SEAN ‘DIDDY’ COMBS SAYS THE DEATH OF KIM PORTER INSPIRED THE ‘LOVE ERA’

"Take Time To Heal"

Sean “Diddy” Combs is all about love. The Hip Hop mogul tells Vanity Fair how the death of his children’s mother, Kim Porter, inspired him to immerse himself in what he calls the “Love Era.”

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“I had to start to deal with it when I lost Kim.” Diddy says when speaking of the mother of three of his kids. “I was like, ‘Man, you had it.'”

“I’m not saying I would do any of it differently,” he adds of Porter, whom he describes as the love of his life . “God willing—I would have had more time,” Combs continues. “I look at my life as I got a second chance. I’m on my second mountain.”

Kim Porter passed away on November 18, 2018. She was 46-years-old at the time and reportedly died of complications caused by pneumonia. Porter’s death came as a shock to many including Diddy who has three biological children with the late model and one bonus son whom he considers as his own.

Tragedy has caused Sean Combs to take a step back and close the era better known as “Diddy.” Such a time, according to Combs, was more self-focused and geared towards personal success. Now, Combs aims to uplift others around him while continuing to build his empire.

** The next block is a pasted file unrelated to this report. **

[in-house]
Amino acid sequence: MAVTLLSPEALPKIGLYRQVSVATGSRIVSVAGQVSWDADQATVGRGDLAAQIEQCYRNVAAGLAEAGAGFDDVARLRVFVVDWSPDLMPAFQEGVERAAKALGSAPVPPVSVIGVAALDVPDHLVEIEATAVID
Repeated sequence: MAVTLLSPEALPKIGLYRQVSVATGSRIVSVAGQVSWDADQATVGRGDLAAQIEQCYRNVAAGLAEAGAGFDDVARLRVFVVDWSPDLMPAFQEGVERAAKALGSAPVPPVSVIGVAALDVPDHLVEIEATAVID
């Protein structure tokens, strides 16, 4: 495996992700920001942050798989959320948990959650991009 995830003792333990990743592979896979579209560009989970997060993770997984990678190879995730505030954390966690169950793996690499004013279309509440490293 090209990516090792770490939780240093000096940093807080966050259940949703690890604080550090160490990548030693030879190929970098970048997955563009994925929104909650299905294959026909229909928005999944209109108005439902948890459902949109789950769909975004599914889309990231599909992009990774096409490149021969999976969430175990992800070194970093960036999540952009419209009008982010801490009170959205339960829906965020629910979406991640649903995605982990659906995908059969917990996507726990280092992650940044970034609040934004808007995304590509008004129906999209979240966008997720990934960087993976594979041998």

“[I] was sent here not to just do those things that are kind of rooted in personal success but to be able to transfer to we, and do things that are real change and communal success,” Combs tells Vanity Fair. “My people taking time to feel like it’s all right to love,” the celebrity adds. “Take time to huddle up your tribe, take time to communicate, and know your power. Take time to heal.”

He continues, “I feel like God sent me, God, put on my heart, ‘What’s your purpose?’ I was looking at all these things, it’s preachers and just different people talking about purpose because I was like, man, purpose is something deep. Have I really found my purpose? I know I’m making money and I’m successful and I’m changing the game so called, but is that my purpose? And then I really prayed on it and God told me, ‘Your purpose is to play a part in saving the Black race.’ And then I immediately, I was like, I need to talk to Harry Belafonte.”

Photos: PHOTOGRAPHS BY CARLOS “KAITO” ARAUJO

Sarie

Sarie

Sarie is a writer and editor for BCK's Los Angeles division. She also shares stories on Medium that are meant to encourage thought and discussion. You can catch her outside enjoying nature and classical literature. Pop culture is pretty fun, too!

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